A parent, guardian or other person legally charged with the care or custody of a child can be charged with endangering the welfare of a child if the person is accused of refusing to exercise reasonable diligence in the control of a person under the age of 18 to prevent him or her from becoming any of the following:
- A juvenile delinquent
- A “person in need of supervision”
Most often, this offense is charged against parents accused of failing to provide their child with sufficient food, shelter, sanitation, or medical care. However, many actions and situations that people might not normally think of as especially dangerous to a child, particularly an older child, have resulted in a charge of endangering the welfare of a child, such as:
- Driving recklessly or drunk with a child in the car
- Failing to “exercise reasonable diligence” in getting a child to school (since truancy can be a basis for designating a child as a “Person in Need of Supervision”)Fighting with another adult in the presence of a child, or even within earshot of the child, especially if it is domestic violence
- Foul or insulting language in front of a child, especially if directed at the child and/or taking place on a repeated basis over a period of time
- Leaving a child at home alone
- Leaving a child unattended in a vehicle
- Presence of a weapon in the same room as a child
- Presence of drugs in the same room as a child
- Providing alcoholic beverages to an underage person
- Spanking or other corporal punishment
- Taking a child outside in cold weather in light clothing
A person may be charged and convicted of violating this law even if no harm actually comes to the child. All the prosecution must demonstrate is that the accused person behaved in a way likely to result in harm and had knowledge of that likelihood of harm.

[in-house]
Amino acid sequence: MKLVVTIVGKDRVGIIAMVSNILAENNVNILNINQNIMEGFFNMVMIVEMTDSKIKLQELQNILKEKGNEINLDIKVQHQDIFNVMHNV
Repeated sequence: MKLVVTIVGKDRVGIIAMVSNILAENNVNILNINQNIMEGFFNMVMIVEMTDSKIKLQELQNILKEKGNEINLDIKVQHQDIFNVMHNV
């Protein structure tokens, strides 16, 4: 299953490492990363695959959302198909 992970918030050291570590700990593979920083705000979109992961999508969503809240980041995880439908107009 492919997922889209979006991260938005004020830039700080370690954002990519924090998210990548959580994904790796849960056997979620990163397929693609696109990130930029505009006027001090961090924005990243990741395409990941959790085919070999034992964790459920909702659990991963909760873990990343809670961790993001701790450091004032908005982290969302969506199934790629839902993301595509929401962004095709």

Generally, four factors are considered by a court when determining whether leaving a child alone is “endangerment”:
- The age of the child
- The maturity of the child
- How long the child was left alone
- The reason why the child was left alone
Endangering the Welfare of a Child is a Class “A” misdemeanor. If convicted, you face the possibility of one or more of the following:
- Up to a year in jail
- Removal of the child from the home
- Loss of child custody
- Protective order limiting your contact with the child
A charge of endangering the welfare of a child can lead to family court actions and investigations by Child Protective Services (CPS) or New York City’s Administration for Children’s Services (ACS).
Due to the emotional nature of child abuse issues, it is common for police, CPS, prosecutors, and even judges to overreact and err on the side of stricter enforcement, lest they are accused of “being soft on child abuse.”
Government authorities are often primarily afraid of being accused of “failure to act” if a child later suffers harm after coming to the attention of the authorities, whereas they face little chance of consequences for arresting or prosecuting a person who has not really placed a child in serious danger.
Due to the vague nature of the crime of child endangerment, there are many ways to contest the prosecution’s case, depending on the nature of the allegations. For example, if you are accused of fighting or using drugs in front of a child, the child may not have actually observed the behavior, or the child may have been too young to comprehend what was going on.
This statute uses the term “knowingly,” meaning that a conviction requires that the accused actually knew about the endangering condition. Unlike some negligence cases, it is not enough to demonstrate that the accused should have known about the condition.
Claims by a child may be unreliable or unsupported by any other evidence.
If you are a member or adherent of an organized church or religious group which prescribes prayer as the principal treatment for illness and treated or caused such ill child to be treated in accordance with those tenets, this is a defense to a charge of child endangerment under New York Penal Law § 260.15. However, religious exemptions are not available for other acts that violate this law, for example arranging a marriage involving an underage person.